Judge: Indiana hog farms protected by ‘Right to Farm’ law

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click image to zoomScales A trial-court judge has ruled in favor of one of the nation’s largest pork producers in  nuisance lawsuits filed by the neighbors of four Randolph County, Ind., hog farms.

According to The Star Press, the lawsuits were filed against Buena Vista Sow Farm; Unionport Nursery Farm; Stone Road Farms; and Gary Foulke’s farm. The farms are operated by North Carolina-based Maxwell Foods, aka Maxwell Farms.

The lawsuits were seeking damages from the farms for “creating a nuisance with regards to odor, manure management practices, and location of farms.”

But Special Judge Marianne Vorhees, of Delaware Circuit Court 1, ruled the Indiana Right to Farm Act constitutional. In each of the cases, Vorhees found the plaintiffs failed to prove negligence in the ways the farms were operated and located.

“Plaintiffs’ nuisance action can proceed only if they produce evidence that defendants were negligent, and defendants’ negligence was the cause of the odors,” Vorhees ruled. “Plaintiffs admitted they have no such evidence.”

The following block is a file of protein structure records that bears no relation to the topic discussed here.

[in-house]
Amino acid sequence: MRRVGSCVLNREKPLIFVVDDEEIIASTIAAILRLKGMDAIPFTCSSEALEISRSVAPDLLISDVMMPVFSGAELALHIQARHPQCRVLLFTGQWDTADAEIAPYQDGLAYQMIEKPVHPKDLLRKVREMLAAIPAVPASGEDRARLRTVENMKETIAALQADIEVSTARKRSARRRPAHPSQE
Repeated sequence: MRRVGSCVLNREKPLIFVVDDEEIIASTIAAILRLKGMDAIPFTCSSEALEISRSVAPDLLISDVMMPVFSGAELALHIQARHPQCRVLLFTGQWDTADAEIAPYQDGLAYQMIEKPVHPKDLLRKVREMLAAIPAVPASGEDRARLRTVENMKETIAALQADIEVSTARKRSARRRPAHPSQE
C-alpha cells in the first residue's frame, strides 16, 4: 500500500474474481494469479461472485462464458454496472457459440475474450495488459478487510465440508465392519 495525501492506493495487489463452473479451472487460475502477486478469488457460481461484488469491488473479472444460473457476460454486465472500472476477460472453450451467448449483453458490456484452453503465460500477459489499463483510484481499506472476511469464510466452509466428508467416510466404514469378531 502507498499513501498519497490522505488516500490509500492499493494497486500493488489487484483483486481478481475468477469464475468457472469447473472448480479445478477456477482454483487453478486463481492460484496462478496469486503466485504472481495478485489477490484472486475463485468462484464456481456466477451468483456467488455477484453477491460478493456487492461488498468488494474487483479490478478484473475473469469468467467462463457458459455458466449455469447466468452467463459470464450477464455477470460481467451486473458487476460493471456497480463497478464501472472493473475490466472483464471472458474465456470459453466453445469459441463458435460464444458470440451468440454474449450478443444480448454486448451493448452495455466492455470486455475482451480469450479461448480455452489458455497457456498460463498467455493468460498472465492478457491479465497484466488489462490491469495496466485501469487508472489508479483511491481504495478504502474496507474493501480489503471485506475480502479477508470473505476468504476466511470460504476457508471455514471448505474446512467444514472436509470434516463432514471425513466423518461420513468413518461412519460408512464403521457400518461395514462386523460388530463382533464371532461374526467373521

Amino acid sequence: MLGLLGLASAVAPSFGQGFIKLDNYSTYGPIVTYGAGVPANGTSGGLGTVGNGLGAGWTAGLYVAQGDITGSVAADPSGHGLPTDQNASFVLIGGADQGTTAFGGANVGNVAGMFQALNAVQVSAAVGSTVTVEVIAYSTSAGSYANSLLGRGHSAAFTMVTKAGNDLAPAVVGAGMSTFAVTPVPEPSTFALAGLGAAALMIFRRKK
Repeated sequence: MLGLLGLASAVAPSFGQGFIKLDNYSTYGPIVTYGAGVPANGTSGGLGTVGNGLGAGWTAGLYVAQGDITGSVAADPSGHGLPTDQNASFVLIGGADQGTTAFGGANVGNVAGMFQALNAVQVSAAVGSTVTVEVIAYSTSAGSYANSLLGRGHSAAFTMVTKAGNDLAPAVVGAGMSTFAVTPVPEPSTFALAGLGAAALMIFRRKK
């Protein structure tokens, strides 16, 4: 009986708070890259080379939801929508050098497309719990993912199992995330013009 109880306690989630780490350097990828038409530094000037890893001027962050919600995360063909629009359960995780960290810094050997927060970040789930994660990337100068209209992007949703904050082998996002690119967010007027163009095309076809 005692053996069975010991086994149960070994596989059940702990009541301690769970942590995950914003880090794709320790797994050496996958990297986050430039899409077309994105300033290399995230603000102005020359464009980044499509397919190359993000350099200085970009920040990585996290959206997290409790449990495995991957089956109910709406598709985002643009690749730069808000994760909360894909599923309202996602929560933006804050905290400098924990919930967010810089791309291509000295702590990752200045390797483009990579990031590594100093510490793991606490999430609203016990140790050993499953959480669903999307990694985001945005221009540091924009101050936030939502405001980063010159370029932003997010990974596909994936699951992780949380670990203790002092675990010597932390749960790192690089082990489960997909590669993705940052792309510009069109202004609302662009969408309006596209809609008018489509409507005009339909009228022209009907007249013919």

Read more from The Star Press here.

The Associated Press reports in an article here Indiana’s right to farm law protects the rights of farmers to use “generally accepted” practices, including “the use of ever-changing technology.”

Vorhees ruled the law covered Maxwell Farms since the hog farms named in the lawsuit had been used continuously as farms since at least the 1950s. And according to Vorhees, a switch from crop production to hog production “does not constitute a significant change.”

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USA  |  July, 30, 2014 at 01:16 PM

I hope they appeal the ruling. A switch from crop production to livestock IS a significant change. Period.

kansas  |  July, 30, 2014 at 07:06 PM

I hope they counter-sue for costs & losses incurred by the farms due to malicious, baseless litigation. And Will - from the USA - where do you find your standings, law degree and bona fides to make your determination? You apparently believe you're better equipped to judge than the judge, so let's hear why. (being a concerned "activist" doesn't count)

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